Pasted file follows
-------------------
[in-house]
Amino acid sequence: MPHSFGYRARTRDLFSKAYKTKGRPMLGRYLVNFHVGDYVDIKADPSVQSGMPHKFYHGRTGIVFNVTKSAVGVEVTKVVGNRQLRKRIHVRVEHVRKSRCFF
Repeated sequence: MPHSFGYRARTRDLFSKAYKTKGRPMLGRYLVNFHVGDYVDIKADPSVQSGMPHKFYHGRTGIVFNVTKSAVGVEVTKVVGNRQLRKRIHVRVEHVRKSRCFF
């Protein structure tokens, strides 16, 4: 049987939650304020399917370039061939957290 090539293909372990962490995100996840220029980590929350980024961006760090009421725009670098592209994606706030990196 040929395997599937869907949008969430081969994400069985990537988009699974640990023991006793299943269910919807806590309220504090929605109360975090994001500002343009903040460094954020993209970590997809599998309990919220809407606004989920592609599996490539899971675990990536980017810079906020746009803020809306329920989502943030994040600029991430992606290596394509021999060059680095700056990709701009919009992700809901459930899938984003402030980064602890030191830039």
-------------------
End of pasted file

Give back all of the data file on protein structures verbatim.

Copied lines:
[in-house]
Amino acid sequence: MPHSFGYRARTRDLFSKAYKTKGRPMLGRYLVNFHVGDYVDIKADPSVQSGMPHKFYHGRTGIVFNVTKSAVGVEVTKVVGNRQLRKRIHVRVEHVRKSRCFF
Repeated sequence: MPHSFGYRARTRDLFSKAYKTKGRPMLGRYLVNFHVGDYVDIKADPSVQSGMPHKFYHGRTGIVFNVTKSAVGVEVTKVVGNRQLRKRIHVRVEHVRKSRCFF
């Protein structure tokens, strides 16, 4: 049987939650304020399917370039061939957290 090539293909372990962490995100996840220029980590929350980024961006760090009421725009670098592209994606706030990196 040929395997599937869907949008969430081969994400069985990537988009699974640990023991006793299943269910919807806590309220504090929605109360975090994001500002343009903040460094954020993209970590997809599998309990919220809407606004989920592609599996490539899971675990990536980017810079906020746009803020809306329920989502943030994040600029991430992606290596394509021999060059680095700056990709701009919009992700809901459930899938984003402030980064602890030191830039």